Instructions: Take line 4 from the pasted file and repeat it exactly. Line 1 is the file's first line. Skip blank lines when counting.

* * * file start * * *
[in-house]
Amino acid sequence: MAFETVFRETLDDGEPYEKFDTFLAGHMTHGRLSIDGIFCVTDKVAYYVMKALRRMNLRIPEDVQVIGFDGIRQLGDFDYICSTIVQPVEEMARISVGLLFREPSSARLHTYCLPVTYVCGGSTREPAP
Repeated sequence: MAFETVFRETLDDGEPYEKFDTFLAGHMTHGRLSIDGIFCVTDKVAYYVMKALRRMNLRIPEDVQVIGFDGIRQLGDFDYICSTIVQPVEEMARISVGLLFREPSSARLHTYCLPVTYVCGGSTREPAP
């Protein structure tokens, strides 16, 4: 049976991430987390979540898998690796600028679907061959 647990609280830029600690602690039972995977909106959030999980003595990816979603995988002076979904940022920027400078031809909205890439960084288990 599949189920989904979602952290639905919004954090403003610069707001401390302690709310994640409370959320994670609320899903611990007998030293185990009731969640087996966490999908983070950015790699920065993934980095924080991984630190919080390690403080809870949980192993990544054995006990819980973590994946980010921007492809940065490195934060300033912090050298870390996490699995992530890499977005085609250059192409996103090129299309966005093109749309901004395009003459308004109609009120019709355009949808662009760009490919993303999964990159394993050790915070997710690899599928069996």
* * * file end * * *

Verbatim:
């Protein structure tokens, strides 16, 4: 049976991430987390979540898998690796600028679907061959 647990609280830029600690602690039972995977909106959030999980003595990816979603995988002076979904940022920027400078031809909205890439960084288990 599949189920989904979602952290639905919004954090403003610069707001401390302690709310994640409370959320994670609320899903611990007998030293185990009731969640087996966490999908983070950015790699920065993934980095924080991984630190919080390690403080809870949980192993990544054995006990819980973590994946980010921007492809940065490195934060300033912090050298870390996490699995992530890499977005085609250059192409996103090129299309966005093109749309901004395009003459308004109609009120019709355009949808662009760009490919993303999964990159394993050790915070997710690899599928069996």